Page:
Let the list begin:
- Know your strengths and weaknesses. Before you jump into the fire of writing and submitting your work, try to understand who you are as a writer. For instance, do you plan to write fiction, nonfiction, poetry, or something else? Are you a generalist or a specialist? You need to know who you are as a writer to help with the next step, which is...
- Set your goals. It's hard to monitor your success if you don't know what you'd like to achieve. Your goals can change over time, but try to establish both short-term and long-term goals. In fact, I think it's a great idea to build a list for success. Then, after this little bit of preparation, it's time to...
- Just write something! Seriously, park your butt in a chair and start writing and/or typing. Get the words down. Break some lines. Write some dialogue. Describe a scene. Just write something--or actually, a lot of things. As you roll up your sleeves and write, you can also start to...
- Build your writer platform. Whether you write books or freelance for magazines, building a writer platform is the way to go in the new reality of publishing and media. The good thing about writer platforms is that you can start building it today. In fact, it's preferable that you start laying the foundation sooner instead of later.
- Revise, revise, revise. It's important to write with abandon. Write, write, write! But then, what makes writing enjoyable for the reader is when writers take the revision process seriously. This means that writers need to revise, revise, revise with the same commitment (if not abandon) that they bring to the table for the first draft. After all, good writers revise their writing (and click here for a few of my own revision tips).
- Submit your writing. Once you feel you're ready (or even a little before, because many of us never feel completely ready), you can start submitting your writing out into the world. Here are 5 pitch tips for writers (also, learn how to avoid raising red flags on yourself and your writing). Remember: With great success comes great rejections; great writers keep submitting until they find the right home for their writing.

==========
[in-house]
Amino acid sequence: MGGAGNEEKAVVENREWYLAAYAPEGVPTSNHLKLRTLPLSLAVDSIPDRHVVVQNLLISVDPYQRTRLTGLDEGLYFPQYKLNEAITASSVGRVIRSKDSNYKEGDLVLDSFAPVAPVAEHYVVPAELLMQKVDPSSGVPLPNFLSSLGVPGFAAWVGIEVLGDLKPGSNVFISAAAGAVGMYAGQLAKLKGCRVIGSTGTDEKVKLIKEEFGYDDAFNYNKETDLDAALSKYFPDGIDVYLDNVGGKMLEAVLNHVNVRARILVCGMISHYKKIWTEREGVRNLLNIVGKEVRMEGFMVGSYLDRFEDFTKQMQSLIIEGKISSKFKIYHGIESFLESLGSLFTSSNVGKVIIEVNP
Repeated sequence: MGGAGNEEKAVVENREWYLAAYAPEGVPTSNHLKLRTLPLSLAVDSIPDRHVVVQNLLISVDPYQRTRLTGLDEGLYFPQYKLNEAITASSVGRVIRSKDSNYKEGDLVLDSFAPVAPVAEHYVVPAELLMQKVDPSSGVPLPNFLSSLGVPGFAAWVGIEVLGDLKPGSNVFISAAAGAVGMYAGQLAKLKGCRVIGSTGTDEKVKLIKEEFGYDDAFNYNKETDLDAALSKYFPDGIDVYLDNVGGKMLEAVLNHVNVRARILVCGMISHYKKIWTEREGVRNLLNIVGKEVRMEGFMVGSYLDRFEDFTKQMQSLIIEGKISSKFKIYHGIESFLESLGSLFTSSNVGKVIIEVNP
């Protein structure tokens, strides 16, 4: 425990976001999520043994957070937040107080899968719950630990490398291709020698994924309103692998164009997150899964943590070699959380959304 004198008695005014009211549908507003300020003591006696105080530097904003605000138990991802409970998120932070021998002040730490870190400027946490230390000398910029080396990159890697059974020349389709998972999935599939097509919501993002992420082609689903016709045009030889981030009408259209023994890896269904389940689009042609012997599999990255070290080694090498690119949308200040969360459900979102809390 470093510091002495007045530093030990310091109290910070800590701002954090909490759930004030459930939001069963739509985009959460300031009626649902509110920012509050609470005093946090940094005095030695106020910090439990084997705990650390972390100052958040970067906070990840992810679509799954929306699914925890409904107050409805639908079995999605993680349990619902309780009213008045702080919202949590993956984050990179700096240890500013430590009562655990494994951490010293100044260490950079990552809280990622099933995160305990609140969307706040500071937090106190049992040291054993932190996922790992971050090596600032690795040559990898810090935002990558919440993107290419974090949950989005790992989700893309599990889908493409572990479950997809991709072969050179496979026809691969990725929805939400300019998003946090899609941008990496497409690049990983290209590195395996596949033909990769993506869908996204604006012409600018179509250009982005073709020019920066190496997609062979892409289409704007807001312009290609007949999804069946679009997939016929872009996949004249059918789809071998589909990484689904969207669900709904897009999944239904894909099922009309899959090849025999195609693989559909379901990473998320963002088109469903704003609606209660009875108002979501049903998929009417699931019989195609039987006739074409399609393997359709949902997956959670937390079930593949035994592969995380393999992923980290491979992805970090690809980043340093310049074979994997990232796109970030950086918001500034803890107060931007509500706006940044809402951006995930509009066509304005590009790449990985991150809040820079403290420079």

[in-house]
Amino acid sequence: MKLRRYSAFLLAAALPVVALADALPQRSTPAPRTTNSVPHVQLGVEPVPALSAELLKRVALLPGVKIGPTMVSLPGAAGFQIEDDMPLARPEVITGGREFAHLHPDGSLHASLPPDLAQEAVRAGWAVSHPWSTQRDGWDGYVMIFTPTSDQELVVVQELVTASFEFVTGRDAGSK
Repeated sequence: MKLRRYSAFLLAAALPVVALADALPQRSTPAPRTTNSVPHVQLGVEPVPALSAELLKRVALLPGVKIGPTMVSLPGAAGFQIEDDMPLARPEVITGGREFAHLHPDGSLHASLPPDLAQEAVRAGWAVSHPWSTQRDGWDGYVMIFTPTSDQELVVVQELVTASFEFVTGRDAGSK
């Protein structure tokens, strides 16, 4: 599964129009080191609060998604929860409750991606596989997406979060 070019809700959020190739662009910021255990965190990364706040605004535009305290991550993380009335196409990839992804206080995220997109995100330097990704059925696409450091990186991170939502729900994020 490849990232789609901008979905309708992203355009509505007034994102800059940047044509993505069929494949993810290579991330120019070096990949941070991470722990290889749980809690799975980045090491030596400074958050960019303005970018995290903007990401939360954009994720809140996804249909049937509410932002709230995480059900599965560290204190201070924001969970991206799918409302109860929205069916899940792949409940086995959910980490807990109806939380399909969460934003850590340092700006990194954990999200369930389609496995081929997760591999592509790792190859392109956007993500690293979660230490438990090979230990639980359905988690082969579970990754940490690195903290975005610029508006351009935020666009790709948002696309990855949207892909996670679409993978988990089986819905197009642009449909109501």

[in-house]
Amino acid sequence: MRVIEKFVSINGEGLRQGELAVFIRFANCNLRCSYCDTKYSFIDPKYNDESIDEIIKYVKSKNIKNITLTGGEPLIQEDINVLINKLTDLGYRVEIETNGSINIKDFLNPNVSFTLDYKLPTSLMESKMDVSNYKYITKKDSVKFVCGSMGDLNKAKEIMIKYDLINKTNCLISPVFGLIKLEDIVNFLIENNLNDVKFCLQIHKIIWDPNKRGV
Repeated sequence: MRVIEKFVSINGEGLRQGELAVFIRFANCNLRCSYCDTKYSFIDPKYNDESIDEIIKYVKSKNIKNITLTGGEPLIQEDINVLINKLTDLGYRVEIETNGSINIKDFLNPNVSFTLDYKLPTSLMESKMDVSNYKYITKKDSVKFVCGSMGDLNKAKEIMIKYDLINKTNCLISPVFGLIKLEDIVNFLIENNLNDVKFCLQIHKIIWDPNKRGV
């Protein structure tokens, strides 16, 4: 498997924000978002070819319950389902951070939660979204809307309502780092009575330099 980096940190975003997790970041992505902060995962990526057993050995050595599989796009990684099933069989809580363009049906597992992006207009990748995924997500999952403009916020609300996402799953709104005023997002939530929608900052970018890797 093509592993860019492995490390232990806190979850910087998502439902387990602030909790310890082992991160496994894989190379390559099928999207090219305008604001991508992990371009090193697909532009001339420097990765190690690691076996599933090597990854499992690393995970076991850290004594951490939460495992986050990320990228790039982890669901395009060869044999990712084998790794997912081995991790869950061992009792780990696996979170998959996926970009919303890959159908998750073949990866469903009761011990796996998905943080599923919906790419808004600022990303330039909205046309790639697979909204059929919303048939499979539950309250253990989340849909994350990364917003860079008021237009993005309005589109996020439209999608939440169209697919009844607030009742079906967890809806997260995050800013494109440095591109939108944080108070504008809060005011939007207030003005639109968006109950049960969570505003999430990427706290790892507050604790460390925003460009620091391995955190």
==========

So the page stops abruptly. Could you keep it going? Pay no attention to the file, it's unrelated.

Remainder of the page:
- Negotiate great terms. When you do find success submitting your work, you'll need to put on your negotiator's hat. I recommend that all writers always try to negotiate (here are my negotiation tips for writers). Even if you are unable to secure better pay or rights the first time, it sets the table for the next round of negotiations.
- Keep working that platform. We're all human, and it's easy for us to let platform-building keep us from our writing or our writing from our platform-building. However, use this platform building 101 for writers to help you devote a little time to successful platform building while you devote a lot of time to your bread and butter: writing!
- Learn to speak. The more successful you get the more opportunities you'll find to speak in front of groups. Since many writers are introverts (me included), the great temptation is completely avoid these opportunities and focus solely on online platform-building efforts. However, this is the wrong step. I know how difficult it is to face an audience of strangers, but these speaking tips can help you get over the hump. Believe me, the anxiety always goes away after you get talking.
- Build momentum. They say that success begets success and failure breeds failure. There's something to that line of thinking. So follow these tips on how to build the kind of momentum that will help you achieve more and more success over time.
- Keep trying. Don't worry if you feel more and more pressure with each success. That's natural. I've been asked if my self-doubt lessens over time, and if I'm answering honestly, the answer is, "No." I think many writers are their own worst critics, because we know our weaknesses and disregard our strengths too often. Just keep doing your best and following your gut, and the rest will take care of itself.
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